In a groundbreaking decision on cell phone privacy, the court set powerful limits for police searches of cell phones, ruling in two consolidated cases that law enforcement must get a warrant before accessing the data on an arrested person’s cell phone.  The Supreme Court unanimously ruled yesterday that police must obtain a warrant before searching the contents of a cell phone seized from someone who has been arrested, absent a true emergency situation. The American Civil Liberties Union and the Electronic Frontier Foundation  had filed an amicus brief in the case, Riley v. California.

Steven R. Shapiro, the national legal director of the ACLU, had this reaction:

“By recognizing that the digital revolution has transformed our expectations of privacy, today’s decision is itself revolutionary and will help to protect the privacy rights of all Americans. We have entered a new world but, as the court today recognized, our old values still apply and limit the government’s ability to rummage through the intimate details of our private lives.”  The EFF was equally as optimistic about the ruling.

“These decisions are huge for digital privacy,” EFF Staff Attorney Hanni Fakhoury said. “The court recognized that the astounding amount of sensitive data stored on modern cell phones requires heightened privacy protection, and cannot be searched at a police officer’s whim. This should have implications for other forms of government electronic searches and surveillance, tightening the rules for police behavior and preserving our privacy rights in our increasingly digital world.”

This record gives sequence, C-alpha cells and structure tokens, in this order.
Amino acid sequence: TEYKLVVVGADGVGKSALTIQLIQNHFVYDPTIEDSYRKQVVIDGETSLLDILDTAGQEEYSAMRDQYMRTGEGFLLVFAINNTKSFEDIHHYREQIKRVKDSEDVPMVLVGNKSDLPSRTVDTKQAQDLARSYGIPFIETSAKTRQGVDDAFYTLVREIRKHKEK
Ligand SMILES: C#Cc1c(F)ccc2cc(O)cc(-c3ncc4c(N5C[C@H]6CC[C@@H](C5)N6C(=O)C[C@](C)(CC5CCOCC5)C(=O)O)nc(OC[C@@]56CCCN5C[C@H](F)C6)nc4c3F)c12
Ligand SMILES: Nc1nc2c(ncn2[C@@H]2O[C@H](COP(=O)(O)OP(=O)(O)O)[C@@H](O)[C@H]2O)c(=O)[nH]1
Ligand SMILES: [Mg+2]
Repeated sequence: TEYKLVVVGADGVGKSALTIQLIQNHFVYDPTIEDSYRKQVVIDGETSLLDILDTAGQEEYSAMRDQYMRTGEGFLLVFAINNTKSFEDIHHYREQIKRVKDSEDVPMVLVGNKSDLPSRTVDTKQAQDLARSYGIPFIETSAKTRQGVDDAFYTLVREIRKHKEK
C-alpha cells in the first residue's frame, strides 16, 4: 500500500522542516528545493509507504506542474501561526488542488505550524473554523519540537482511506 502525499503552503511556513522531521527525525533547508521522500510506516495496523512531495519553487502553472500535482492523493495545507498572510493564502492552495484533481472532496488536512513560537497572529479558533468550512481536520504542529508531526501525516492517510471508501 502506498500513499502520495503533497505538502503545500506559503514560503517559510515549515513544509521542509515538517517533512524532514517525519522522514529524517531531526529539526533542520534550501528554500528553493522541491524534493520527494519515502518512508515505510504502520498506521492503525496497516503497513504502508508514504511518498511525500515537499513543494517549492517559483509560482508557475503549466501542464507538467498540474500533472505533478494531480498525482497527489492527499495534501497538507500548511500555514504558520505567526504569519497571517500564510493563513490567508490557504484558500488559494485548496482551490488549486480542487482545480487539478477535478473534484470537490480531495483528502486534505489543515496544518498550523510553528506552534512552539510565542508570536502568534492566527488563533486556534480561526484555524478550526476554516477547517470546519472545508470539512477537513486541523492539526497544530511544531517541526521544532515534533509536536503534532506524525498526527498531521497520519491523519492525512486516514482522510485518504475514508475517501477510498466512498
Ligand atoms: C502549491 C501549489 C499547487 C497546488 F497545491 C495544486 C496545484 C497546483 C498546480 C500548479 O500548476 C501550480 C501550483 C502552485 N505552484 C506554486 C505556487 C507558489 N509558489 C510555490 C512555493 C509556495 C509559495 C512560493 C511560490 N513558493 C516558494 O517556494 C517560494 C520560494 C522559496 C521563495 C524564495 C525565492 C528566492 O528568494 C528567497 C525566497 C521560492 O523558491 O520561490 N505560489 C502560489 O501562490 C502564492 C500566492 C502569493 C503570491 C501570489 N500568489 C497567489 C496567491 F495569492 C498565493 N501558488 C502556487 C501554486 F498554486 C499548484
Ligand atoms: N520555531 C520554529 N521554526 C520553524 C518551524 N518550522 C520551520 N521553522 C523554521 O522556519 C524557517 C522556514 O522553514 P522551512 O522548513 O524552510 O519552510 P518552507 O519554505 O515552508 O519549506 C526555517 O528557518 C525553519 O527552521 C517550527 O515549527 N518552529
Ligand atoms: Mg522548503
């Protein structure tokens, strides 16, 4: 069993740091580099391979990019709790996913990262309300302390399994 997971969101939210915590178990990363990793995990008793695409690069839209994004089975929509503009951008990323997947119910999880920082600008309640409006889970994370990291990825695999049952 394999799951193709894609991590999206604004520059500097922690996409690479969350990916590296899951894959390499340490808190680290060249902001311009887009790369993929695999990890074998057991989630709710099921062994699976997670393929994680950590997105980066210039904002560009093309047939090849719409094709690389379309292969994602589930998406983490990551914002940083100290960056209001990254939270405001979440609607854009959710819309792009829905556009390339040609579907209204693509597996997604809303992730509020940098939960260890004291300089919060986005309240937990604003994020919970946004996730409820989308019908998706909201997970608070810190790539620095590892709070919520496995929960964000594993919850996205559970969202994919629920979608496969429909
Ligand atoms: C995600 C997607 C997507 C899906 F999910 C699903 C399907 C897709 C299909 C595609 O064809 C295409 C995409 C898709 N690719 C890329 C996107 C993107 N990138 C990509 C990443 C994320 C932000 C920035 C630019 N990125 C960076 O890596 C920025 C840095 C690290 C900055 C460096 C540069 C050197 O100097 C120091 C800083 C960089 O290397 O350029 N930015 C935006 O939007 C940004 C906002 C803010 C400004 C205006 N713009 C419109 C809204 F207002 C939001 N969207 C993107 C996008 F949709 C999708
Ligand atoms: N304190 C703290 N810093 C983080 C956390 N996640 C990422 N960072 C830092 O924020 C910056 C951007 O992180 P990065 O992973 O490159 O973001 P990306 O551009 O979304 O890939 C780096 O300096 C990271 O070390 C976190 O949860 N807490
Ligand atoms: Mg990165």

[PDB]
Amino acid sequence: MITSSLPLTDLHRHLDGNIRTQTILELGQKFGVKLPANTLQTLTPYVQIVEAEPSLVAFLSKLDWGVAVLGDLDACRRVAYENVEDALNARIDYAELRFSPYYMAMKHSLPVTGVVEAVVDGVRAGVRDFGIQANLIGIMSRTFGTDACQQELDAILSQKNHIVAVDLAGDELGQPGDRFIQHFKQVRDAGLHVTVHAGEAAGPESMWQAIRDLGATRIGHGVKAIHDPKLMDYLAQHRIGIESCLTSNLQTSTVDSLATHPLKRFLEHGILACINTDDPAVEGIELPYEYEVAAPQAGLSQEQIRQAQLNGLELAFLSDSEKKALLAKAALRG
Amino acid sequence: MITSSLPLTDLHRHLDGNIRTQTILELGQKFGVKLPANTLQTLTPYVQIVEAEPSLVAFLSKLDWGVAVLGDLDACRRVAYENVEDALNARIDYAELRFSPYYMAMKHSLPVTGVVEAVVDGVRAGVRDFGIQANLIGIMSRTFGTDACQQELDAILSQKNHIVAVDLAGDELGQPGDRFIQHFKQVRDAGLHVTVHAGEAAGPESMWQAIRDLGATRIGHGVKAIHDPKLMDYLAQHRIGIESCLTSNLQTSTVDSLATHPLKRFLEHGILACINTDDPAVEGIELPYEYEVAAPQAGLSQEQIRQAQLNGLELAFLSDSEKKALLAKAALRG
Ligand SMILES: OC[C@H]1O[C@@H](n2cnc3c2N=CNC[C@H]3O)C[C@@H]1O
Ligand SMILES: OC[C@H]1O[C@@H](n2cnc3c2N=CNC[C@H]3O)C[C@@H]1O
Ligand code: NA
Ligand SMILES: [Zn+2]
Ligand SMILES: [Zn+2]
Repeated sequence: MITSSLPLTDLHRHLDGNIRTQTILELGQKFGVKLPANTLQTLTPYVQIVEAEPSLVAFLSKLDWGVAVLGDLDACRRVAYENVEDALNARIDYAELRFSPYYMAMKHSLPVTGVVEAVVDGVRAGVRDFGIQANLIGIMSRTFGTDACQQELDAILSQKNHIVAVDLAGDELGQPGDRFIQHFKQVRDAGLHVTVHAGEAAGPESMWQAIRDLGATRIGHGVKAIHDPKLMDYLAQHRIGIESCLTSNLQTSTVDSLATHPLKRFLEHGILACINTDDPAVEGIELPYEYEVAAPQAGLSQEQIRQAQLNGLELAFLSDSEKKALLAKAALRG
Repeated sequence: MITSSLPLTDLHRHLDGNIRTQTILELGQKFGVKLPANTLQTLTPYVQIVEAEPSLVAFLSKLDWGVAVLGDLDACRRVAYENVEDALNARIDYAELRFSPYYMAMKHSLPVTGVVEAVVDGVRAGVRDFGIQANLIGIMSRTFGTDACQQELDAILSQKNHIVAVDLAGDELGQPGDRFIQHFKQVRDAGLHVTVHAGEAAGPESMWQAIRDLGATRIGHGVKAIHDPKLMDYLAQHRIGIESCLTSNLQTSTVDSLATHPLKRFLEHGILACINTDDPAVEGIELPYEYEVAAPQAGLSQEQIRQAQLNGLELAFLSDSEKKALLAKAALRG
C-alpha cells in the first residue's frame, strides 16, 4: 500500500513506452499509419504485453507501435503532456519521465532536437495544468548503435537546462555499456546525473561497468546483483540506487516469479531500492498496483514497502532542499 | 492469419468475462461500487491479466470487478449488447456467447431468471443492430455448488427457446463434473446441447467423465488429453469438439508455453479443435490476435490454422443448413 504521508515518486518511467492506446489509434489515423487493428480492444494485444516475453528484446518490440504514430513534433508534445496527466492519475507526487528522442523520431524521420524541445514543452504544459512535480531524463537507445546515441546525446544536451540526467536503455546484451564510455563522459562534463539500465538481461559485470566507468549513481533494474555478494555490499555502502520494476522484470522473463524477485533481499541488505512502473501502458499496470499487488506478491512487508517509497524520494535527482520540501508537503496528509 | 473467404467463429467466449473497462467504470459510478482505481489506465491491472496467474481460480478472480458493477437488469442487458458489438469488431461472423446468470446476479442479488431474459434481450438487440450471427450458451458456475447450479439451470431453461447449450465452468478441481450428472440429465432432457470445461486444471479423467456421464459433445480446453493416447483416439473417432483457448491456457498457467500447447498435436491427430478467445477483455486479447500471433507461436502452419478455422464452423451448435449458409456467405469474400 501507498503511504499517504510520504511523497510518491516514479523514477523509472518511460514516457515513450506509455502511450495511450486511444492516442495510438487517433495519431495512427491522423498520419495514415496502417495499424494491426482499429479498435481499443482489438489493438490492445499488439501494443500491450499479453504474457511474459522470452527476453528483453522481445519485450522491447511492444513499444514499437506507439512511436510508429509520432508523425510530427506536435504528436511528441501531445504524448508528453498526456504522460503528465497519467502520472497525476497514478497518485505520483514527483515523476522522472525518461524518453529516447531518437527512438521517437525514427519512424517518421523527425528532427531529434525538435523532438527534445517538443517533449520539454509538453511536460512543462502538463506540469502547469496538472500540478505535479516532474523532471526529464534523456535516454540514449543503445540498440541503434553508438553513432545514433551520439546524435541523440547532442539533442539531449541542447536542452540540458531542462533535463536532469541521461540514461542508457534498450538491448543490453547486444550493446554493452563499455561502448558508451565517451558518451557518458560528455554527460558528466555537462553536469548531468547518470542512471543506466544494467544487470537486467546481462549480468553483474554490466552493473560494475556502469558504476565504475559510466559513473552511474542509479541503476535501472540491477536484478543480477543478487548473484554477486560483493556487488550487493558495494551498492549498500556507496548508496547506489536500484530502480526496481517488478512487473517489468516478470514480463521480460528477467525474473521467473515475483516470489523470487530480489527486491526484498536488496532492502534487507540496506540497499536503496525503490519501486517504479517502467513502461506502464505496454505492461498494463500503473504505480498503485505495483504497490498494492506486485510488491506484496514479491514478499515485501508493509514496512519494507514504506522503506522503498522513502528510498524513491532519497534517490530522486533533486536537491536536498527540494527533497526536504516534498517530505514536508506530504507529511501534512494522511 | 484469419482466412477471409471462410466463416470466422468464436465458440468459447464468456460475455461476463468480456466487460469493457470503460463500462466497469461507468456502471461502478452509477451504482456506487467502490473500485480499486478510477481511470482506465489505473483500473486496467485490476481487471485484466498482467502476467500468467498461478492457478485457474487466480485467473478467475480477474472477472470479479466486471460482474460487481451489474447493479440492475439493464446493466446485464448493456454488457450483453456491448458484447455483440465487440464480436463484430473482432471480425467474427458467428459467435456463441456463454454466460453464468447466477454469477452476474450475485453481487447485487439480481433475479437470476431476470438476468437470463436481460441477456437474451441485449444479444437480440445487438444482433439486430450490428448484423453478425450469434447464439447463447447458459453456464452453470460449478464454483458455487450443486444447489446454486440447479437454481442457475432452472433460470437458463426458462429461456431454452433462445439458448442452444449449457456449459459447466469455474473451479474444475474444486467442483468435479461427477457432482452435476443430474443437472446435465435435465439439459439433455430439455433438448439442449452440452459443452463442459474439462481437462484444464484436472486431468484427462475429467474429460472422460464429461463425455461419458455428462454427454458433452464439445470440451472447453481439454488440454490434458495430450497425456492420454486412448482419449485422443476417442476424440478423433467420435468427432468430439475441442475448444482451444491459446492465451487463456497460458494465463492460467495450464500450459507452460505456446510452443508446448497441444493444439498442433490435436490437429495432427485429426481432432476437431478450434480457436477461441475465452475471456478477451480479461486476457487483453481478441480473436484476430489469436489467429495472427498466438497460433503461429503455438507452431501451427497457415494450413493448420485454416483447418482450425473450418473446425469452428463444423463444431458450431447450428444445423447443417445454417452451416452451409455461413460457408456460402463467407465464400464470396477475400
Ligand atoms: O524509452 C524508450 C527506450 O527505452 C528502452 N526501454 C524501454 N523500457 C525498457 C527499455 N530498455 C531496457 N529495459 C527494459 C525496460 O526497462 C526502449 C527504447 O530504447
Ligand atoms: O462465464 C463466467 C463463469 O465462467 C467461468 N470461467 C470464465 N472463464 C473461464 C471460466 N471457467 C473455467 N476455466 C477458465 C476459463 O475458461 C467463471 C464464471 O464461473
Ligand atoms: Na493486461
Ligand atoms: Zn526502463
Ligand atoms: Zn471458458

In its opinion, the court confirmed the importance of the warrant requirement, writing “Our answer to the question of what police must do before searching a cell phone seized incident to an arrest is accordingly simple—get a warrant.”

Writing the court’s opinion, Chief Justice John Roberts said:

“Modern cell phones are not just another technological convenience. With all they contain and all they may reveal, they hold for many Americans ‘the privacies of life’… The fact that technology now allows an individual to carry such information in his hand does not make the information any less worthy of the protection for which the Founders fought. Our answer to the question of what police must do before searching a cell phone seized incident to an arrest is accordingly simple—get a warrant.”

(above sources Electronic Frontier Foundation and ACLU  press release)

Here at the Knoxville Focus we spoke exclusively with two individuals on the absolute cutting technological digital edge of private communication to get their perspective on what this ruling means to them.

We first spoke with John Ackerly, CEO of Virtru. It has been a very busy month for both him and his company. As recently reported in the Washington Post, Virtru  has recently raised over ten million dollars from high profile investors. See source

“Our laws are finally catching up to where we are technologically as a society,” said John Ackerly, CEO of Virtru, a digital privacy and data security company. “Our phones, our emails, and our computers have all become extensions of our thoughts — and people deserve the right the keep their private thoughts private and away from legal fishing expeditions.”

Gary  Miliefsky,   the CEO of  Snoopwall, is a world renown expert on digital privacy and runs a company that specializes in the advanced field of  counterveillance  and  cyber intrusion protection and defense  for digital privacy.  Here is his opinion on the matter.

“Thus marks the beginning of the swing of the pendulum of justice in America, back to a state of sanity.  There’s much more to be done and the NSA’s over-reach, according to John Chambers, CEO of Cisco, has caused a massive lack of trust in Made In America, worldwide.  It’s time we fix this problem, here at home, and then begin to show our potential customers, worldwide, that American made telco equipment and security products are trustworthy, once again.”


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